Five days in the Nashville country and gospel music scene, filled with stars, wannabe stars, and other hangers-on - individual stories of this small group intertwined - provides a commentary on American society. The stars include: good ol' boy Haven Hamilton, whose patriotic songs leading up to the American bicentennial belie his controlling and ruthless nature; Barbara Jean, the country music darling who is just returning to Nashville and performing following recovery from a fire-related injury which may have taken more of an emotional toll than a physical one; and good looking and charismatic Tom Frank, one-third of the successful group Bill, Mary, and Tom, he who is trying to go solo, which masks his need to not be solo in his personal life as he emotionally abuses woman after woman in love with him, including Mary who is married to Bill. The wannabe stars include: Albuquerque, whose real name is Winifred, who is trying to run away from her husband Star in he not approving of her ...Written by
Several characters are based on real country music figures: Henry Gibson's Haven Hamilton is a composite of Roy Acuff, Hank Snow, and Porter Wagoner; Ronee Blakley's Barbara Jean is based on Loretta Lynn; the black country singer Tommy Brown (played by Timothy Brown) is based on Charley Pride; and the feuding folk trio is based on Peter, Paul and Mary; within the trio, the married couple of Bill and Mary were inspired by Bill Danoff and Taffy Nivert, who later became Starland Vocal Band. Keith Carradine's character is believed to be inspired by Kris Kristofferson and Karen Black's Connie White strongly resembles Lynn Anderson. See more »
When attempting to interview Tommy Brown, Opal says that she is from the BBC. When questioned, she explains that this stands for the British Broadcasting Company. It actually stands for the British Broadcasting Corporation. This was intentionally done to insinuate that Opal doesn't actually work for the BBC and was an impostor. Geraldine Chaplin confirmed this in a 2000 interview in Premiere magazine. See more »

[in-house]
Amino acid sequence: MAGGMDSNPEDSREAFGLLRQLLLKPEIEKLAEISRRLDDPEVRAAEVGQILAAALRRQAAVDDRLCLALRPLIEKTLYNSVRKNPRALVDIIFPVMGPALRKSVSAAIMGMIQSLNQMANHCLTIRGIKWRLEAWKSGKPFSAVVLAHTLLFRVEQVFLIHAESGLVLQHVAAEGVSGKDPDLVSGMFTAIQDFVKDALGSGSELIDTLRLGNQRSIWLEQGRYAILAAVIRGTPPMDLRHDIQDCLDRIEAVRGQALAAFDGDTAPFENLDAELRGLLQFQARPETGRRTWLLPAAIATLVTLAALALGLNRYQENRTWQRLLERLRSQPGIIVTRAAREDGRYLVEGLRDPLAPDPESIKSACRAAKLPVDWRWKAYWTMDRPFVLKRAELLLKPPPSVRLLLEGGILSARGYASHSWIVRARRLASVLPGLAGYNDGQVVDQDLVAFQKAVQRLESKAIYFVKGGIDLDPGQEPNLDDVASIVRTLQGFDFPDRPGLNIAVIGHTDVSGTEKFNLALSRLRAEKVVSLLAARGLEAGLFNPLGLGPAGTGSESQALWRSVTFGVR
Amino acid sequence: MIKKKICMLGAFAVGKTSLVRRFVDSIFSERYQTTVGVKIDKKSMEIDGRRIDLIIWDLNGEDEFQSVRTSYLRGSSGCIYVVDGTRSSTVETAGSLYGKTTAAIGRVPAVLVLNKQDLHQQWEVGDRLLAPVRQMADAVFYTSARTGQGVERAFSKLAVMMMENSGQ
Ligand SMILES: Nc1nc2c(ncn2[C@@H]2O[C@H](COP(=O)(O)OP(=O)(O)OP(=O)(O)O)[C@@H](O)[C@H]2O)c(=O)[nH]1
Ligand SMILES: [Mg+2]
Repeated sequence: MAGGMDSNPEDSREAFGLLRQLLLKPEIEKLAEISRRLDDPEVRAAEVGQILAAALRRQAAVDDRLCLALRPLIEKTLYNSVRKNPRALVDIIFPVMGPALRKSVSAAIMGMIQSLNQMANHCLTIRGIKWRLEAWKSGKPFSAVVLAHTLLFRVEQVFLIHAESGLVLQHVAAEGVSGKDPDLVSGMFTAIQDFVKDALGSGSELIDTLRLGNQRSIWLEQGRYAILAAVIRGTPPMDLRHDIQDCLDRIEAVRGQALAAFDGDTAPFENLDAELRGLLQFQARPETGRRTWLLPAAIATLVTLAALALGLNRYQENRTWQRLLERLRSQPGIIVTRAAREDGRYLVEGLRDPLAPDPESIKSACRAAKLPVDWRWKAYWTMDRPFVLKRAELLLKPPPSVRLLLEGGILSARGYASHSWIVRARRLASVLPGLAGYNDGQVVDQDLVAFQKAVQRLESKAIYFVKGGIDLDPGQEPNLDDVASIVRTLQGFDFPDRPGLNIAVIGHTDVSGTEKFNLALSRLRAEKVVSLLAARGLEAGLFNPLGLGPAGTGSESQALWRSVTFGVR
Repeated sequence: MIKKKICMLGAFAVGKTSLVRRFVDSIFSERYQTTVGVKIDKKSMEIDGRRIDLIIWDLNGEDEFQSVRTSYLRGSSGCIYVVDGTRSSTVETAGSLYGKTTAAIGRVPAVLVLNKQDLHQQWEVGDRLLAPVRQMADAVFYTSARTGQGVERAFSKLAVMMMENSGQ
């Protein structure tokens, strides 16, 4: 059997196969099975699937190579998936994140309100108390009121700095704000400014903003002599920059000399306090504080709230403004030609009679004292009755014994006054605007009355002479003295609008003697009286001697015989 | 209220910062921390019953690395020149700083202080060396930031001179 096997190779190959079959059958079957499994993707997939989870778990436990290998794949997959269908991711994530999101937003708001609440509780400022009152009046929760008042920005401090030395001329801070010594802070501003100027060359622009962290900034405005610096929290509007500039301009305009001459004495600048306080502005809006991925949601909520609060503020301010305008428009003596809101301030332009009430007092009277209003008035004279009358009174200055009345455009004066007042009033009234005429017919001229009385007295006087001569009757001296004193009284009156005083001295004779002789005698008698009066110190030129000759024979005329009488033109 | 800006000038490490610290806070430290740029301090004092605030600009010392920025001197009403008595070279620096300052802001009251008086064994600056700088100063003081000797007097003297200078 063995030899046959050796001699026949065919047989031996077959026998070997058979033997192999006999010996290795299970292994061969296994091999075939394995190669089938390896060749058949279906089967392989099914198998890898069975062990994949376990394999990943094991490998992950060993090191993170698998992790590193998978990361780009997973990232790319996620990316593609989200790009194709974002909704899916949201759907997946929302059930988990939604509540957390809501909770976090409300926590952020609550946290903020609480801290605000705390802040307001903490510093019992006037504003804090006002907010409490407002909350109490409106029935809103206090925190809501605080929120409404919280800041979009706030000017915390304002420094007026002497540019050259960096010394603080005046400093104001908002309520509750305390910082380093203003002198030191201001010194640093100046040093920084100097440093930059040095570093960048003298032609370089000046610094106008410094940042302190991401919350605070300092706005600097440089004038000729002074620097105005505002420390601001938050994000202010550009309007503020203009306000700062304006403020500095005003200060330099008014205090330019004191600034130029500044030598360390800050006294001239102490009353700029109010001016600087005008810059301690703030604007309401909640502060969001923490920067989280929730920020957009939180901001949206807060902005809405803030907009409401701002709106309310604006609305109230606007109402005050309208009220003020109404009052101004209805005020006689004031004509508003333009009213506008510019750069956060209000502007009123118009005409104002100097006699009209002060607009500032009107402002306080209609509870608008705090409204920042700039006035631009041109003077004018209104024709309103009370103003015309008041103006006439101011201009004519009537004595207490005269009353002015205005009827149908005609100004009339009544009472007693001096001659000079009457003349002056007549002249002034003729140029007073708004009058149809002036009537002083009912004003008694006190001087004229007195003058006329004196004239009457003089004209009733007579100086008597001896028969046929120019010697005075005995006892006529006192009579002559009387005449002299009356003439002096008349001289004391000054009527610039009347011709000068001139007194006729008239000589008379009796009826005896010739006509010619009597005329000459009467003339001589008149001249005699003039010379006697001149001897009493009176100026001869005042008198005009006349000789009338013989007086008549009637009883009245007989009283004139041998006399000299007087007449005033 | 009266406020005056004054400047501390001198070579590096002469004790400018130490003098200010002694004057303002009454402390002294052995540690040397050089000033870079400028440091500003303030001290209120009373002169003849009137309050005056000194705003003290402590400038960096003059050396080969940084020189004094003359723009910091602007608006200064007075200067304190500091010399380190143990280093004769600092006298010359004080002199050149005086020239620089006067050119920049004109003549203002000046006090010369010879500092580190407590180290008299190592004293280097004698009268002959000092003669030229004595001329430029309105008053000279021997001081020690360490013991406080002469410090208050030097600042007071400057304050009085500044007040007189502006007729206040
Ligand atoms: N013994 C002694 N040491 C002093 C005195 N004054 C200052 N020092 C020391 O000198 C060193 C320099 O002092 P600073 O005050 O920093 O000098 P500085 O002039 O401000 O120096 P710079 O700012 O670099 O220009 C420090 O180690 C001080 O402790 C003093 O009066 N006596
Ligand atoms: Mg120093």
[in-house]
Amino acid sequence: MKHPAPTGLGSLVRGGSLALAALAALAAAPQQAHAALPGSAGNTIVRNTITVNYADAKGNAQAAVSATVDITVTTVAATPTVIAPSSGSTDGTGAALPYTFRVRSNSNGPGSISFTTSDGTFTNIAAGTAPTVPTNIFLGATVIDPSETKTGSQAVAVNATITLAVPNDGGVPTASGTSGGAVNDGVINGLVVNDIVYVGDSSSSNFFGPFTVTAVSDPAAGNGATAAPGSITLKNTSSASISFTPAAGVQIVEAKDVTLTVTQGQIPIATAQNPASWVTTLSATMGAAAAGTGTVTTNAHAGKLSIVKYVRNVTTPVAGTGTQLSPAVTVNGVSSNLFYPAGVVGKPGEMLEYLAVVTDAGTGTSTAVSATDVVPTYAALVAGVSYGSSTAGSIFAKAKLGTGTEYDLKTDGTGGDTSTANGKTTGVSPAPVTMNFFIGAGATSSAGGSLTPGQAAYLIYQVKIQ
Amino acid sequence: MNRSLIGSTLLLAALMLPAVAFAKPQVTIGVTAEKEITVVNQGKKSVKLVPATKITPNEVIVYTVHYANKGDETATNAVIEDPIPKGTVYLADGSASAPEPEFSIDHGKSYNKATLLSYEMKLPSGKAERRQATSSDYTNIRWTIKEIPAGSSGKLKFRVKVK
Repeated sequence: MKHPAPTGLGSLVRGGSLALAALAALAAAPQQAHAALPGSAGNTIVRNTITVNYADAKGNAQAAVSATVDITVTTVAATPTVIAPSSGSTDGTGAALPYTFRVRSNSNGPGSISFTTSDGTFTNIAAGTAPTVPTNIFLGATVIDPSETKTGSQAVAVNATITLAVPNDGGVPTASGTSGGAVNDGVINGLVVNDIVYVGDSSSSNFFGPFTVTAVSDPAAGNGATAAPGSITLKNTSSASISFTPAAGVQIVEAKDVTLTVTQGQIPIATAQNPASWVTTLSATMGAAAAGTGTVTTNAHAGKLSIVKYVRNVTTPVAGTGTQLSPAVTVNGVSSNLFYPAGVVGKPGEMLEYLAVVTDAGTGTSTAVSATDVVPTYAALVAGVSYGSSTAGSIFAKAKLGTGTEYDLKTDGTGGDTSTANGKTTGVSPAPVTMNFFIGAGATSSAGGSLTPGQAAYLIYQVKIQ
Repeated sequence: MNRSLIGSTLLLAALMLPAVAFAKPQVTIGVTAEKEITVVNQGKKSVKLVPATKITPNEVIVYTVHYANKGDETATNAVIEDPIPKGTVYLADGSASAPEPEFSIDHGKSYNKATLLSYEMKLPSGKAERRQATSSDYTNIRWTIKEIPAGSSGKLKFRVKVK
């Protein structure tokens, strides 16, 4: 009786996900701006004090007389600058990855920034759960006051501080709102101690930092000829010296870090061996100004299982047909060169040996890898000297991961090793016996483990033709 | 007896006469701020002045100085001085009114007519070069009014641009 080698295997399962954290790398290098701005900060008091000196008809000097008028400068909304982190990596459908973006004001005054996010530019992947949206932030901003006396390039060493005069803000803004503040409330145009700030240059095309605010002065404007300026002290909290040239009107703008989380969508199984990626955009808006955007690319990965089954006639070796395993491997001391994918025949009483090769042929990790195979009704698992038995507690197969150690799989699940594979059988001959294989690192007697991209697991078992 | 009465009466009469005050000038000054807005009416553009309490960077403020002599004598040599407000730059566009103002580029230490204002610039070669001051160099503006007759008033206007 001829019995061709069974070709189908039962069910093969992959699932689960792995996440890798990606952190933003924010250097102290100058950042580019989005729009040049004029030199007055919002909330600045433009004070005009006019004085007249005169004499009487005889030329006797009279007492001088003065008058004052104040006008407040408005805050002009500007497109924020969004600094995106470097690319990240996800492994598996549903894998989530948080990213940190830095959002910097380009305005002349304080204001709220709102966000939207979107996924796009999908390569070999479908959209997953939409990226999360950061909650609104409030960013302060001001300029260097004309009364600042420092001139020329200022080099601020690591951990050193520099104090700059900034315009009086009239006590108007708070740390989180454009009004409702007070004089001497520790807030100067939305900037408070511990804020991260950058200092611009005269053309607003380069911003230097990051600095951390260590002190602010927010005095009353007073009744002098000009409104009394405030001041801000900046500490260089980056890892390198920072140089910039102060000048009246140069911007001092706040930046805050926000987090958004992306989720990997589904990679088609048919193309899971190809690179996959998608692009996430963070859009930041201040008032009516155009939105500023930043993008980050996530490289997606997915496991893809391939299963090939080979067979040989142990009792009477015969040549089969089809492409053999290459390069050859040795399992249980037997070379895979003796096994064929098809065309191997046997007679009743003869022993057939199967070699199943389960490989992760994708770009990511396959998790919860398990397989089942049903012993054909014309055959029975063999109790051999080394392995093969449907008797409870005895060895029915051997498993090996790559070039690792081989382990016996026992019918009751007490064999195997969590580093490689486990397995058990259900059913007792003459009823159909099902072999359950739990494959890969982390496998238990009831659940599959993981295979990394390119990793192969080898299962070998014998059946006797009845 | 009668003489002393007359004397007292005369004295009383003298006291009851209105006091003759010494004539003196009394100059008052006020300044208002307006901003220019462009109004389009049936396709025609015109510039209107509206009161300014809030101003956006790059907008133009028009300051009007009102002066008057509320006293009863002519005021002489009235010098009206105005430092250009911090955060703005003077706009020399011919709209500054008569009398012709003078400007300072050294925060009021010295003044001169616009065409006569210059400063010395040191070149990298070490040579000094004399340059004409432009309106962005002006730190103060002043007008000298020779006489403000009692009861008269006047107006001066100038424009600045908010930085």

Mister, uh, Triplette. Now I'm real sorry ol' Delbert went and told you Haven would appear at the political rally. He knows better'n that. Well, we never let Haven Hamilton take sides, politically.
You understand we give contributions to ever'body. And they are not puny contributions.
Only time I ever went hog-wild, around the bend, was for the Kennedy boys. But they were different.
See more »
The song "It Don't Worry Me" continues to play long after the end credits have stopped rolling. See more »
Robert Altman is a maverick master filmmaker and Nashville is often considered his magnus opus. Nashville has two backdrops. The first is the city, with its rich musical heritage. The second is one of America's dirtiest and most favorite games - politics. The film takes place in the days preceding the Tennessee presidential primary. In this cauldron of music and politics, Altman mixes a stew that contains two-dozen significant characters. Nashville isn't one long story; it's an interweaving of many shorter ones. And, though there are many minor intersection points, it isn't until the finale, which takes place at a Hal Phillip Walker rally, when all of the principals come together. Until then, they are living out their lives in close proximity to each other, but without impacting anyone except those in their immediate circles. Altman proves that it is possible to develop sympathy for a diverse group of individuals in only a short time. Most of the characters have less than 20 minutes of screen time, yet, after only a scene or two with each of them, we develop an emotional investment in their future.
3 of 3 people found this review helpful.
Was this review helpful to you?
| Report this